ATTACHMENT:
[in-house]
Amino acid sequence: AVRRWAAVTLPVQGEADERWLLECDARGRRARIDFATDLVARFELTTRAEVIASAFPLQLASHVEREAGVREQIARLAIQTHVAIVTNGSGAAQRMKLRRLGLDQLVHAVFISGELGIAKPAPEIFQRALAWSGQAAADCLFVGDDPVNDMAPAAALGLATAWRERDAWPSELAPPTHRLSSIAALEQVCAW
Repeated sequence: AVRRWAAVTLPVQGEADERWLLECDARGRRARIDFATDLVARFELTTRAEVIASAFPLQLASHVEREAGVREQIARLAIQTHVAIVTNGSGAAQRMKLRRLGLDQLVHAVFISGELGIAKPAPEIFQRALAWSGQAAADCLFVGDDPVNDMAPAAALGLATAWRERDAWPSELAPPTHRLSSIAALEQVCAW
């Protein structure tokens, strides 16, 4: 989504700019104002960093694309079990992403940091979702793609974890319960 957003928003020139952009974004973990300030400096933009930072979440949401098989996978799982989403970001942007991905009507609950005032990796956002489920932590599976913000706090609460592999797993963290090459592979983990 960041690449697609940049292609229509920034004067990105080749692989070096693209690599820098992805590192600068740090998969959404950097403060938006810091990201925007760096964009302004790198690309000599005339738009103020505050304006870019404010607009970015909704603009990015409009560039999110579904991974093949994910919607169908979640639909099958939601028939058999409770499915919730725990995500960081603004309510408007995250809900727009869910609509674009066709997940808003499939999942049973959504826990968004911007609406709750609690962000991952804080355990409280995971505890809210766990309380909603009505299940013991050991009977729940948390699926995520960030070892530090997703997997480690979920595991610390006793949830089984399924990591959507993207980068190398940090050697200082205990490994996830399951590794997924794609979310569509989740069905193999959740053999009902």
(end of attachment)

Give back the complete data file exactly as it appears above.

[in-house]
Amino acid sequence: AVRRWAAVTLPVQGEADERWLLECDARGRRARIDFATDLVARFELTTRAEVIASAFPLQLASHVEREAGVREQIARLAIQTHVAIVTNGSGAAQRMKLRRLGLDQLVHAVFISGELGIAKPAPEIFQRALAWSGQAAADCLFVGDDPVNDMAPAAALGLATAWRERDAWPSELAPPTHRLSSIAALEQVCAW
Repeated sequence: AVRRWAAVTLPVQGEADERWLLECDARGRRARIDFATDLVARFELTTRAEVIASAFPLQLASHVEREAGVREQIARLAIQTHVAIVTNGSGAAQRMKLRRLGLDQLVHAVFISGELGIAKPAPEIFQRALAWSGQAAADCLFVGDDPVNDMAPAAALGLATAWRERDAWPSELAPPTHRLSSIAALEQVCAW
């Protein structure tokens, strides 16, 4: 989504700019104002960093694309079990992403940091979702793609974890319960 957003928003020139952009974004973990300030400096933009930072979440949401098989996978799982989403970001942007991905009507609950005032990796956002489920932590599976913000706090609460592999797993963290090459592979983990 960041690449697609940049292609229509920034004067990105080749692989070096693209690599820098992805590192600068740090998969959404950097403060938006810091990201925007760096964009302004790198690309000599005339738009103020505050304006870019404010607009970015909704603009990015409009560039999110579904991974093949994910919607169908979640639909099958939601028939058999409770499915919730725990995500960081603004309510408007995250809900727009869910609509674009066709997940808003499939999942049973959504826990968004911007609406709750609690962000991952804080355990409280995971505890809210766990309380909603009505299940013991050991009977729940948390699926995520960030070892530090997703997997480690979920595991610390006793949830089984399924990591959507993207980068190398940090050697200082205990490994996830399951590794997924794609979310569509989740069905193999959740053999009902």